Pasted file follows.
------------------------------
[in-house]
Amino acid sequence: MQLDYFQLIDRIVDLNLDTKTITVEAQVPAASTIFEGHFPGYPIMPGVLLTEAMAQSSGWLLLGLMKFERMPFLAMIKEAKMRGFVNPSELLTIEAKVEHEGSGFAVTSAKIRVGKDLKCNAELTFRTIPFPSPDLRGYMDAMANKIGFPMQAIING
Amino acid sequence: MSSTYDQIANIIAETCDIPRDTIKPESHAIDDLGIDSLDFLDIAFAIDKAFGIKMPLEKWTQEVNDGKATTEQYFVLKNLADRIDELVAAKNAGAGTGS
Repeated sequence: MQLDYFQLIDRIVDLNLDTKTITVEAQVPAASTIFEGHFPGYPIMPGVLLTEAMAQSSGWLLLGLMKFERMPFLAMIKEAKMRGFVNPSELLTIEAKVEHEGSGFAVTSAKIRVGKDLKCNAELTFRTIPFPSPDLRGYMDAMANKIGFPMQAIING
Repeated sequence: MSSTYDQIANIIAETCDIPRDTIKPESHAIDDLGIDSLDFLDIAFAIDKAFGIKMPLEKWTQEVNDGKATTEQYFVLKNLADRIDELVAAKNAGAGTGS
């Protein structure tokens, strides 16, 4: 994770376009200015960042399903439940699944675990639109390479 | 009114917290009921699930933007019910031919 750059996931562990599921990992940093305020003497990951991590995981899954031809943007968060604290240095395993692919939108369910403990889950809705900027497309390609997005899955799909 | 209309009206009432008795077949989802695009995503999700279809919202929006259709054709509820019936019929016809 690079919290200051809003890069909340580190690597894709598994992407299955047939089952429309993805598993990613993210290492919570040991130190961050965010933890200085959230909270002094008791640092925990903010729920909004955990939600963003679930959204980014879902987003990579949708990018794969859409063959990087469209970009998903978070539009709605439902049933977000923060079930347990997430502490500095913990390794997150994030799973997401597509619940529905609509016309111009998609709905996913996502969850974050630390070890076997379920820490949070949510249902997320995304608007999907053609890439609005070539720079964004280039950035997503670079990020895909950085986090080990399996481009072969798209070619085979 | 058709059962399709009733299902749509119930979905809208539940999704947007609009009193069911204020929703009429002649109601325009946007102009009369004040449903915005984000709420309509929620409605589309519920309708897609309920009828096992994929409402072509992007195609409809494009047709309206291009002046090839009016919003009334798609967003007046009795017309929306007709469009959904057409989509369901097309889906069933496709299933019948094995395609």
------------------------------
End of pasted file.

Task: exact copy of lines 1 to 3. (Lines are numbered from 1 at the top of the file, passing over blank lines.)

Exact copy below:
[in-house]
Amino acid sequence: MQLDYFQLIDRIVDLNLDTKTITVEAQVPAASTIFEGHFPGYPIMPGVLLTEAMAQSSGWLLLGLMKFERMPFLAMIKEAKMRGFVNPSELLTIEAKVEHEGSGFAVTSAKIRVGKDLKCNAELTFRTIPFPSPDLRGYMDAMANKIGFPMQAIING
Amino acid sequence: MSSTYDQIANIIAETCDIPRDTIKPESHAIDDLGIDSLDFLDIAFAIDKAFGIKMPLEKWTQEVNDGKATTEQYFVLKNLADRIDELVAAKNAGAGTGS